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Candidates Looking For Votes As Election Nears

LOUISVILLE, Ky. (AP) - Gov. Ernie Fletcher and Democratic
challenger Steve Beshear claimed the high ground on issues ranging
from abortion to health insurance coverage for children as the two
rivals spoke to core supporters during rallies Thursday.
Speaking to several hundred Democrats at a raucous rally at a
union hall in Louisville, Beshear claimed it was "immoral" for
Fletcher's administration to allow 81,000 Kentucky children to go
without health coverage.
"When we get elected, we're going to make sure that every child
in this state has the kind of health care coverage they need to
grow up and be productive adults," Beshear said.
Earlier in the day, Fletcher pounded away at Beshear on social
issues vital to his conservative base during a stop at a Christian
center in Brandenburg in north central Kentucky.
Fletcher told about 80 cheering supporters that there's a
"significant difference" between him and Beshear on abortion,
school prayer and public posting of the Ten Commandments.
The Republican governor is an ordained Baptist minister, while
Beshear is the son of a Baptist preacher. Kentucky voters will
decide on Nov. 6 which of them will lead the state for the next
four years. Fletcher, who is seeking a second term, trailed Beshear
by 15 percentage points in a Lexington Herald-Leader/Action News 36
Election Poll released Thursday.
Responding to Fletcher's emphasis on values, Beshear called
himself "a small-town boy" and said his parents taught him the
values of "faith and responsibility."
Beshear campaign spokeswoman Vicki Glass said Fletcher had
created "an ethical mess" during his term.
Fletcher was indicted as part of an investigation into whether
his administration violated state hiring laws in an alleged scheme
to reward political supporters with state jobs.
The indictment later was dropped in a settlement with
prosecutors. Fletcher and at least 14 of his aides and associates
were indicted. Fletcher issued pardons for everyone except himself.
Fletcher has criticized the probe as a political witch hunt.
Jeff Nott, a Meade County farmer attending the Fletcher rally,
called the governor "a Christian guy" and said he didn't hold the
hiring investigation against Fletcher.
"It was just a political move" by Fletcher opponents, Nott
said.
For Fletcher, the stop at the Glad Tidings Christian Center was
one of several during a hectic day of campaigning. Beshear and
others on the Democratic statewide ticket appeared at the rally
Thursday evening in Louisville, a key Democratic stronghold.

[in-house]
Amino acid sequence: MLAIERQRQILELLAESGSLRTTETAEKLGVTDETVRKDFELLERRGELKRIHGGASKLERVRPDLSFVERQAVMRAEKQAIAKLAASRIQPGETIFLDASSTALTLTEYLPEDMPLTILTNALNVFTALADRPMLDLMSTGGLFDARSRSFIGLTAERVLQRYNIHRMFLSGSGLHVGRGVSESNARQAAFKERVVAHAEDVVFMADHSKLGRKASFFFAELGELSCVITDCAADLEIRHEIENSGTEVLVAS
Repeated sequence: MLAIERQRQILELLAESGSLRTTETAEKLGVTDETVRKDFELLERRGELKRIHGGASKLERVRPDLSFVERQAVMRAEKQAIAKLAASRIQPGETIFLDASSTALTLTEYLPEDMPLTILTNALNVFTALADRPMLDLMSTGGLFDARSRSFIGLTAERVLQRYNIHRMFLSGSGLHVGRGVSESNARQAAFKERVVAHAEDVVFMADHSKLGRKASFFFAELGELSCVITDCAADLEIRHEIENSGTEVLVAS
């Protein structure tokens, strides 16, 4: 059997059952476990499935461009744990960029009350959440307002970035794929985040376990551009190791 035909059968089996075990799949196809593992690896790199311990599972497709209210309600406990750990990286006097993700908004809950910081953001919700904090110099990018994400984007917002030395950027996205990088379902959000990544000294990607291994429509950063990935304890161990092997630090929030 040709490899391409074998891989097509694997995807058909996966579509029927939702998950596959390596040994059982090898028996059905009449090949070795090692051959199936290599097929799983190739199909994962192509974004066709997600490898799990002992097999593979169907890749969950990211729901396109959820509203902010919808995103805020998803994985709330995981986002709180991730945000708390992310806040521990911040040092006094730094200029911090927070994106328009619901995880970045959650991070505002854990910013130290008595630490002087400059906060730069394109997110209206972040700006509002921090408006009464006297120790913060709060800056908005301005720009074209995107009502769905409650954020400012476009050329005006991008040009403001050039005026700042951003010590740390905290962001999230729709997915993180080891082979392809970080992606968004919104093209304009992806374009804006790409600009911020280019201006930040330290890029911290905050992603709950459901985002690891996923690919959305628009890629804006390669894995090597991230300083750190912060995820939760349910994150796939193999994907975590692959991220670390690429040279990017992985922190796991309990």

Beshear was upbeat about the latest poll showing he still had a
double-digit lead, but tempered it with a warning that Republicans
"will throw every bit of mud they can at us." Beshear promised
that he would fight back.
"For every dishonest attack that Ernie Fletcher makes on us,
we're just going to tell the truth about Ernie Fletcher," Beshear
told the cheering crowd. "And that truth is worse than any
dishonest attack he can ever make on us."
Beshear also said it was "immoral" to allow situations in
which financially strapped older Kentuckians have to choose between
buying food or medication.
If elected, he promised to provide state support so they can
afford their medication.
In stressing social issues, Fletcher reminded the Christian
center crowd earlier in the day that the first bill he signed into
law was a measure that created a new crime for people who
criminally cause the deaths of unborn babies.
"The pro-abortion people were concerned because it recognized
the unborn child as having some rights," said Fletcher, an
abortion opponent.
Beshear opposes abortions after the first trimester, but
believes decisions about abortions should be left to families, not
the government.
Fletcher also tried to capitalize on Beshear's role years ago in
a dispute over posting the Ten Commandments in public schools.
Years ago, Beshear was attorney general when the U.S. Supreme
Court struck down a Kentucky law requiring the Ten Commandments be
posted in public school classrooms. Beshear first tried to avoid
ruling on whether the Ten Commandments already in classrooms had to
come down, but eventually ordered them removed.
Fletcher then suggested that pupils should be allowed to say a
voluntary prayer as part of public assemblies in schools.
"I'm talking about free expression of your faith," Fletcher
said.
Throughout the campaign, Fletcher has focused on Beshear's
support for legalizing casinos in Kentucky as a moral issue.
Beshear supports amending the state constitution to allow for
limited casino gambling in Kentucky, a plan he says would raise
about $500 million for state government to spend on such things as
health care and education.
Fletcher, who opposes the plan, said Kentuckians would have to
lose $1.5 billion to generate the state revenue envisioned by
Beshear.
Fletcher acknowledged that Kentuckians already gamble huge sums
at casinos in other states, but added "two wrongs don't make a
right."

(Copyright 2007 by The Associated Press. All Rights Reserved.)


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